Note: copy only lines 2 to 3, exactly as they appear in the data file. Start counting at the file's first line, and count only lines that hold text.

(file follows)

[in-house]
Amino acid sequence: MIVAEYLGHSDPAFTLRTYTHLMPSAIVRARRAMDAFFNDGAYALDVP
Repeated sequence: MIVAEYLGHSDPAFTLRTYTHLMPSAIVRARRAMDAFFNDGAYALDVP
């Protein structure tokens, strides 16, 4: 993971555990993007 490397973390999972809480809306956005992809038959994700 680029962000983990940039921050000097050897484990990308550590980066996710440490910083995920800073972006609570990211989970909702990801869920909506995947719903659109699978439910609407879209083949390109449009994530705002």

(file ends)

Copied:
Amino acid sequence: MIVAEYLGHSDPAFTLRTYTHLMPSAIVRARRAMDAFFNDGAYALDVP
Repeated sequence: MIVAEYLGHSDPAFTLRTYTHLMPSAIVRARRAMDAFFNDGAYALDVP